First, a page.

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Notice: Bateman's is closed today 8/10/2015 due to an electrical fault - we hope to be open tomorrow as normal. Please call ahead before travelling to check opening arrangements.

Jacobean house, home of Rudyard Kipling

'That's She! The Only She! Make an honest woman of her - quick!' was how Rudyard Kipling and his wife, Carrie, felt the first time they saw Bateman's.

Surrounded by the wooded landscape of the Sussex Weald, this 17th-century house, with its mullioned windows and oak beams, provided a much needed sanctuary to this world-famous writer.

The rooms, described by him as 'untouched and unfaked', remain much as he left them, with oriental rugs and artefacts reflecting his strong association with the East. Kim was his first major piece of writing that he wrote from his study at Bateman's which links him and his fond childhood memories to India with real clarity and devotion, truly a master piece of decriptive writing. Kipling was awarded the Nobel Prize for literature in 1907.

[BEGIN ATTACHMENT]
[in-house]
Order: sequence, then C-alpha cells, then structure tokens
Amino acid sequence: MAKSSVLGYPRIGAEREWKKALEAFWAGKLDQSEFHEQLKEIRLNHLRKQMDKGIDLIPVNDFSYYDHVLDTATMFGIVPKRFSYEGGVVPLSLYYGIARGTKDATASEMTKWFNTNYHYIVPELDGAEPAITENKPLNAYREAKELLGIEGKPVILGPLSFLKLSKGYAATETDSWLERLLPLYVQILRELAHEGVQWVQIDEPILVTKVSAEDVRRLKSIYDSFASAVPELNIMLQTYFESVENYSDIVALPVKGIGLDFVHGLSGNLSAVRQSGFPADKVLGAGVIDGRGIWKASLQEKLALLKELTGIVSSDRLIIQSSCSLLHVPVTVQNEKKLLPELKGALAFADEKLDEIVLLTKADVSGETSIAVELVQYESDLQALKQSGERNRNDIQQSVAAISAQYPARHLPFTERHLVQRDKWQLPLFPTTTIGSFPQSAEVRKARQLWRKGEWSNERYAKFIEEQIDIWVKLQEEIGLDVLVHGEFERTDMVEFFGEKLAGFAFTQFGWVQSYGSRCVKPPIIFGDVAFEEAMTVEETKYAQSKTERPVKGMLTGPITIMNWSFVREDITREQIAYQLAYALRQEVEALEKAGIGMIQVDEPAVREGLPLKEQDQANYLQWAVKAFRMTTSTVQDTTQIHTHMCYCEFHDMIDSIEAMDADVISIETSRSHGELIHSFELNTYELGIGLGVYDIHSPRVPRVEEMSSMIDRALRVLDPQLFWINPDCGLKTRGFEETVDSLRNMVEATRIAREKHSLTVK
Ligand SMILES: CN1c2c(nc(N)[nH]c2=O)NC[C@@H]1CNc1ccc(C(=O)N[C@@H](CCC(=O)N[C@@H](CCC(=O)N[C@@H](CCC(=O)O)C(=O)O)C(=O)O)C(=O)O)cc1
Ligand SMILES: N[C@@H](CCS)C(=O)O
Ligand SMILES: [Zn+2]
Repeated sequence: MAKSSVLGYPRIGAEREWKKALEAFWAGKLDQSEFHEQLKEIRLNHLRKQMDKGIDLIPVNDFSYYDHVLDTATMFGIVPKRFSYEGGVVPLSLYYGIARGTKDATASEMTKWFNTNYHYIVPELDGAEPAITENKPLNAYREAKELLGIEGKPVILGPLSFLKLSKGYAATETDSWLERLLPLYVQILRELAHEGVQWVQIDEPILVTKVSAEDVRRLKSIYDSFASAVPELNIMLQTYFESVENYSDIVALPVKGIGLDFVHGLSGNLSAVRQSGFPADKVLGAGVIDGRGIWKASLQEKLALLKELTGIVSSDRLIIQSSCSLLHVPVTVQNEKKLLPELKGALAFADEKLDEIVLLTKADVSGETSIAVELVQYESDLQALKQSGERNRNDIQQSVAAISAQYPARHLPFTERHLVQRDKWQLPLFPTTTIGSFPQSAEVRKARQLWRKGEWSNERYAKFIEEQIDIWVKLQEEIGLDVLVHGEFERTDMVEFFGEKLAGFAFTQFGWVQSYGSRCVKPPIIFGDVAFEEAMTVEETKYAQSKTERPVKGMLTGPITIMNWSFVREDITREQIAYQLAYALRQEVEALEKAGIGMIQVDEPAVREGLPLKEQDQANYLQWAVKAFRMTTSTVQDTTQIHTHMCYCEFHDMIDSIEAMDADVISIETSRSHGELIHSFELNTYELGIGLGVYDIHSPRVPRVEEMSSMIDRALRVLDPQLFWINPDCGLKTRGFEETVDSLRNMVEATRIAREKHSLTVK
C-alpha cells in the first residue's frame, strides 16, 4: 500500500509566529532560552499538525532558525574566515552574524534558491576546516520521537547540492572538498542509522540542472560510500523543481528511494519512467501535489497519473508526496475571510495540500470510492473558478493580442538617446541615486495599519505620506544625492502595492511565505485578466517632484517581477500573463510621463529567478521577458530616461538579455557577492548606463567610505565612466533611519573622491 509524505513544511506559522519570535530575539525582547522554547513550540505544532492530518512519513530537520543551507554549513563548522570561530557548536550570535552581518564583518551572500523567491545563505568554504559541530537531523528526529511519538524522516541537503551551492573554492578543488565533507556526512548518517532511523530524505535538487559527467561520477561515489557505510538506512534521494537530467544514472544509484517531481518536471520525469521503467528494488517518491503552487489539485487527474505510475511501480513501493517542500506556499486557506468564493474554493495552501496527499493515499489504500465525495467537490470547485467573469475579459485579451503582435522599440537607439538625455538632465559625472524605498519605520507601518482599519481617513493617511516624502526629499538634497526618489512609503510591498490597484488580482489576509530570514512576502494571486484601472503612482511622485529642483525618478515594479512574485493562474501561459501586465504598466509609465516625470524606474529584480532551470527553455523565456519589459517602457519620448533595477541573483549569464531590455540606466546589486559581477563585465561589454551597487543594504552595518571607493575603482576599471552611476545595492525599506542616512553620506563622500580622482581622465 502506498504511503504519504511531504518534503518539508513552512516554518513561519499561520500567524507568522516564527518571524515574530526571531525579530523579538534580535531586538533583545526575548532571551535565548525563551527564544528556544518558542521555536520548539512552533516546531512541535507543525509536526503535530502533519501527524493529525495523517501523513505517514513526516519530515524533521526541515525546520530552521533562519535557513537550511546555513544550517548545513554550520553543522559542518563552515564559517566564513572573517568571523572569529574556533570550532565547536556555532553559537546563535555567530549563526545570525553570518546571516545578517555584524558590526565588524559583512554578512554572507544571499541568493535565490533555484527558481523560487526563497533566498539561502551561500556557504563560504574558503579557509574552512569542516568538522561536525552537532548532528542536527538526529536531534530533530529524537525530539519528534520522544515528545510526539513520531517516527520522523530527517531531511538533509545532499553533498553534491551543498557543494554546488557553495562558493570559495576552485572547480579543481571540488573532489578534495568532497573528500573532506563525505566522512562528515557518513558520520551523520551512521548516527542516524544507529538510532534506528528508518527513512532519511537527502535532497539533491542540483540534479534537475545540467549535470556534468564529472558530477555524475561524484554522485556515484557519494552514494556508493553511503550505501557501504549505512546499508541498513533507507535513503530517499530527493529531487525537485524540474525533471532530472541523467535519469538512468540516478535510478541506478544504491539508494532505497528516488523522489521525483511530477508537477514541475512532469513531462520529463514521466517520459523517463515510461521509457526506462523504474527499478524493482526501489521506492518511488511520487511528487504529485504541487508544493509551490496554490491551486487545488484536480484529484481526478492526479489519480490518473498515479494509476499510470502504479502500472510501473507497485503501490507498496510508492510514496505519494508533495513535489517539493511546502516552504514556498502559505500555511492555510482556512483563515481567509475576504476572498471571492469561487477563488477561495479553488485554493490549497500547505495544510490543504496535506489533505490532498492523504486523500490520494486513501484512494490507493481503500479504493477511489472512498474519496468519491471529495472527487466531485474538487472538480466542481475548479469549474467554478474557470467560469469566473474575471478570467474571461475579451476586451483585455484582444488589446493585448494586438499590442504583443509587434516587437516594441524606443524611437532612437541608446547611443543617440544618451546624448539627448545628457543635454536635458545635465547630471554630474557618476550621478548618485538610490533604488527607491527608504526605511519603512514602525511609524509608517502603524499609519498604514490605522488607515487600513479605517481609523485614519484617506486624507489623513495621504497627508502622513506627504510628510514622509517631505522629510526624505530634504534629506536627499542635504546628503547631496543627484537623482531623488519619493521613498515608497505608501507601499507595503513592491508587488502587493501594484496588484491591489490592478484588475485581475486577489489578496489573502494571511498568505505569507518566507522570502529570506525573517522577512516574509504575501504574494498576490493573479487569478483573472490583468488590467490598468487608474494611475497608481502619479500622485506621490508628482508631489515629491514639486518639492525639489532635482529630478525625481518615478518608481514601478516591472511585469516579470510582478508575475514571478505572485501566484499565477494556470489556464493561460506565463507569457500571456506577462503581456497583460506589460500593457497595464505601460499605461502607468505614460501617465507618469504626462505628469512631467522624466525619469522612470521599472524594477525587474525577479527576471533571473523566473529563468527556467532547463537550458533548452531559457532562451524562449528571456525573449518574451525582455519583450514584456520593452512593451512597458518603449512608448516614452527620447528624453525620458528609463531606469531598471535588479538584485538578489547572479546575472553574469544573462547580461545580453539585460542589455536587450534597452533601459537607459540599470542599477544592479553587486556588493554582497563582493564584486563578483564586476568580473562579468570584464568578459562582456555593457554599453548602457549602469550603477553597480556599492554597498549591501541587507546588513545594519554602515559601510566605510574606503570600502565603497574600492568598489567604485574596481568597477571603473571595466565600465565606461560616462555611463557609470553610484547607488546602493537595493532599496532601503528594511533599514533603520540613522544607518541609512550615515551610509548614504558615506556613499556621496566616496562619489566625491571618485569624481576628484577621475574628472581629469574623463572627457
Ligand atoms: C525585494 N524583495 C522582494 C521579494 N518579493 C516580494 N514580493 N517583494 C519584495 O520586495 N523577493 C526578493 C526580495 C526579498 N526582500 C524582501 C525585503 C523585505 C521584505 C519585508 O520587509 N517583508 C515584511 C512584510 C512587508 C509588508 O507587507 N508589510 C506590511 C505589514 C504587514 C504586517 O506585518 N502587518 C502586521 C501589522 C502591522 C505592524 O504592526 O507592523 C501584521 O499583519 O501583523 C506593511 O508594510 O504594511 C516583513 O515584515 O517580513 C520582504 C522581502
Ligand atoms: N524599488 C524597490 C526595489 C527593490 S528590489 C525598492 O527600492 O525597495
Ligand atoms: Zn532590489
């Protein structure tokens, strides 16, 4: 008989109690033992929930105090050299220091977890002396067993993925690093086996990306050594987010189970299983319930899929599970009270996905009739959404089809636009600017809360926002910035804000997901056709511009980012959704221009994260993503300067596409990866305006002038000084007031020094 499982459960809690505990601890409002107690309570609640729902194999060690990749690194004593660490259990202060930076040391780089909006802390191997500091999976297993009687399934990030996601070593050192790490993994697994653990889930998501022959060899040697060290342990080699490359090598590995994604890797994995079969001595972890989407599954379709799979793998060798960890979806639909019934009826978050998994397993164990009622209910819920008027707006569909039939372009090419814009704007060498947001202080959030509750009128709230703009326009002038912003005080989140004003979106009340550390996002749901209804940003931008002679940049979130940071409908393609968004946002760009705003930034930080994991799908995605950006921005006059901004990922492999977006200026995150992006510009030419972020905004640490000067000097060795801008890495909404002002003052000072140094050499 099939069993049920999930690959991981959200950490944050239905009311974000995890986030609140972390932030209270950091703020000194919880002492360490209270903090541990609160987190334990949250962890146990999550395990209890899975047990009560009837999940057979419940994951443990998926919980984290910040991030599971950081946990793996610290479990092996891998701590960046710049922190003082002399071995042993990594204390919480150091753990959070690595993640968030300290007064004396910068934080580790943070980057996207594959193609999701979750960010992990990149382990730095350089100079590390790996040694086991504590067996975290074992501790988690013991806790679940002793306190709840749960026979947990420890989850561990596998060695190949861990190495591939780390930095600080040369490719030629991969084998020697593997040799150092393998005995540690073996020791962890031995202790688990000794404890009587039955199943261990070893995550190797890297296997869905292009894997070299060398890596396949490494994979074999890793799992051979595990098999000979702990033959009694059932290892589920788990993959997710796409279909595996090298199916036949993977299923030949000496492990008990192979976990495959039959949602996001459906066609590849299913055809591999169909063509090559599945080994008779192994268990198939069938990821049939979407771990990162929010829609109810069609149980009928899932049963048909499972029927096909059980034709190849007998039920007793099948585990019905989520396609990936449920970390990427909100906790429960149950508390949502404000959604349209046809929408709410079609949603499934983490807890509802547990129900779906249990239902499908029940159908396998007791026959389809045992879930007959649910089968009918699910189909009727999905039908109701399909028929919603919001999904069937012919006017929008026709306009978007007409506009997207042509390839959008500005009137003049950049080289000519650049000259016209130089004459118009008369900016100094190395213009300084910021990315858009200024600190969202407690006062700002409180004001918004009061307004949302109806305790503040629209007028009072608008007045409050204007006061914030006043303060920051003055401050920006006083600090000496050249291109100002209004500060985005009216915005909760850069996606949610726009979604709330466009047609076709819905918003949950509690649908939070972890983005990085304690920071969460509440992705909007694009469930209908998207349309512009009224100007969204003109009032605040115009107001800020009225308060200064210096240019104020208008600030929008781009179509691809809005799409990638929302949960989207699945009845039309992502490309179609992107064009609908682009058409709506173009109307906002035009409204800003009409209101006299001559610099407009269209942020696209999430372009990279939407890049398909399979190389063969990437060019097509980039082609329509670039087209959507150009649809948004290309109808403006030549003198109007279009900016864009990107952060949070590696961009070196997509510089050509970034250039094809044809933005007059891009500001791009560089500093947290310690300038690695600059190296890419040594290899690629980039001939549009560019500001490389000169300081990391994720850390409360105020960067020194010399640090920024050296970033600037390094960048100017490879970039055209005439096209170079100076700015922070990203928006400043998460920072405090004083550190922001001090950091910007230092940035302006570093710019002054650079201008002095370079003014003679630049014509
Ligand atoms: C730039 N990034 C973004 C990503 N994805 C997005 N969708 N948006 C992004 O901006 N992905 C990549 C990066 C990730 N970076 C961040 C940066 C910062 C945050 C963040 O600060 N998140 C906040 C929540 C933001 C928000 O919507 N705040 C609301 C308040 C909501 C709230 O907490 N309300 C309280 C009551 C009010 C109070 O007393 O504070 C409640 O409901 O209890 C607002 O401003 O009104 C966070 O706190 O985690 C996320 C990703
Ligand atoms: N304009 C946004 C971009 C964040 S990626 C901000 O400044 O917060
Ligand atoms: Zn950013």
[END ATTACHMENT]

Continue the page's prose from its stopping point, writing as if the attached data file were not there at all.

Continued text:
Bateman's is very much a family home that feels as though the Kiplings have just gone out for the day.

Try the 50 things to do before you're 11¾

Catch a falling leaf at Bateman's

Catch a falling leaf at Bateman's

Normal admission 

Why don't you try and catch a falling leaf here at Bateman's. It's one of the things to do on the 50 things to do challenges before you're nearly twelve. You'll be amazed at all the colours and different shaped leaves in the woods. We're located in the heart of the beautiful East Sussex countryside. Here you can relax and let your imagination go wild. You can hunt for bugs, pick blackberries, see all the pond life in Kipling's Lily pond. If you would like to complete more fun activities, all you have to do is sign up to keep track of your completed tasks on the 50 things to do link below. Come and see us this Autumn and have some fun. 

Please call on 01435 882302 for more information.

Great British Walk

The history of the High Weald landscape 

3 November, 10.30 – 12.30pm 

Donations welcome

On this amazing two hour walk you can discover how the High Weald came to look the way it does today . From the aftershocks of the earth movements that formed the Alps 70 million years ago, to the influences of Saxon and Medieval swine-herders, the Roman iron industry and modern forestry you can enjoy the journey and see the views.  

 Essential 01435 882302

Commemorative trees at Bateman's

The home of Rudyard is commemorating the centenary of Burwash soldiers who lost their lives in the First World War. In line with the war memorial next to St Bartholomew's Church in Burwash, the commemoration will have light at it's heart. The trees will commemorate and represent new life and beginnings. Come and see them.  


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